SEATTLE – Boeing machinists in the Northwest rejected a contentious contract proposal Wednesday that would have exchanged concessions for decades of secure jobs.

The International Association of Machinists District 751 announced Wednesday night that the proposal was rejected by 67 percent of the votes.

Some union members had called for a no vote, protesting Boeing Co.’s push to end a traditional pension plan and increase their health care costs. Workers would have received a $10,000 signing bonus if they approved the deal.

Boeing had proposed the eight-year contract extension, saying it needs the deal to assemble the new 777X in Washington state. With the threat of those jobs going to another state, lawmakers rushed to approve $8.7 billion in tax breaks last week.

Gov. Jay Inslee said ahead of the vote that he wanted the machinists to know that the package of incentives doesn’t just protect taxpayers but it also protects workers.

Dian Lord, a toolmaker at Boeing’s facility in Renton who is nearing retirement, said Wednesday morning she believed the company was extorting its workers by pushing a swift contract vote while threatening to place 777X operations elsewhere if machinists don’t oblige. Still, Lord said she felt intense pressure to vote for the contract, especially considering that it could impact a variety of other Boeing workers and vendors should the company move elsewhere.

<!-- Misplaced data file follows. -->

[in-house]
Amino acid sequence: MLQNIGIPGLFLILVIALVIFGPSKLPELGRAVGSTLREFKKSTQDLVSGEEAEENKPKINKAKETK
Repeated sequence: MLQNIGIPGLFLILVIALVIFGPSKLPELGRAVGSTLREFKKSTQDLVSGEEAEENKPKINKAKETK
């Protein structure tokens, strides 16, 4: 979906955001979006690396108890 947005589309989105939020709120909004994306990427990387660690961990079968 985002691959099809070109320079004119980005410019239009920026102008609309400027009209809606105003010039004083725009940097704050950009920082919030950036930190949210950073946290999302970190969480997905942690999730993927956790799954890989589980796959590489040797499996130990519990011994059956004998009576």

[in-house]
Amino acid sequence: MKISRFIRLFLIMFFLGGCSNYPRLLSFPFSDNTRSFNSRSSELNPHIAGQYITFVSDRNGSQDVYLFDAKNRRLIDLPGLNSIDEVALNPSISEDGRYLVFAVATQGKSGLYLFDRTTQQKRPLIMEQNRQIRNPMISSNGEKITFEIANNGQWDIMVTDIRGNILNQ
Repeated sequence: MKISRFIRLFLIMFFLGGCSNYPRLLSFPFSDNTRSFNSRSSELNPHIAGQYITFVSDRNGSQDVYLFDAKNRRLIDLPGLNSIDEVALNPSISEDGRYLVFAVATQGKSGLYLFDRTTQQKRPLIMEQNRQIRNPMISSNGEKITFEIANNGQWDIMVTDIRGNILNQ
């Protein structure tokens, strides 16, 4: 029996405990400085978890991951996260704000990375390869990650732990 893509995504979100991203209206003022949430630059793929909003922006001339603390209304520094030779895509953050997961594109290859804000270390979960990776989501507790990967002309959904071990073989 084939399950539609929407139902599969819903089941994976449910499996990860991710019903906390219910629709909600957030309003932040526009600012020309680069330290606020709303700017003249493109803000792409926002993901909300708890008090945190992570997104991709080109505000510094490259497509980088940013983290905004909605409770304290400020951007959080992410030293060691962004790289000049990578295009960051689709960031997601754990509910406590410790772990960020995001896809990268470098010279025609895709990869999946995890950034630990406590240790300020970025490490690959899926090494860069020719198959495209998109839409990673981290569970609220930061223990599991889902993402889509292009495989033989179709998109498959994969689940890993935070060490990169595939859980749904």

“I’m very conflicted,” Lord said.

Political leaders, including many Democrats who are closely aligned with unionized workers, declined in recent days to encourage machinists how to vote but asked them to consider the broader impact on jobs and future generations. IAM leaders issued a similar message, with Wroblewski saying the vote is about 30 years of jobs for the region.

“This is an opportunity we will never see again to secure thousands of good-paying jobs in the State of Washington,” Wroblewski wrote in a message to members before the vote.

Ray Conner, CEO of Boeing Commercial Airplanes, said earlier this week that the company was not bluffing in its message that the 777X line could be placed elsewhere. He said the company prefers to stay in the Puget Sound and that a positive vote by the union makes that decision easy.

Along with extending tax breaks to 2040, lawmakers this past weekend also approved millions of dollars for training programs for aerospace workers. Lawmakers have also said that Boeing supports the development of a large transportation package, and the Legislature is still exploring a plan valued at about $10 billion. 

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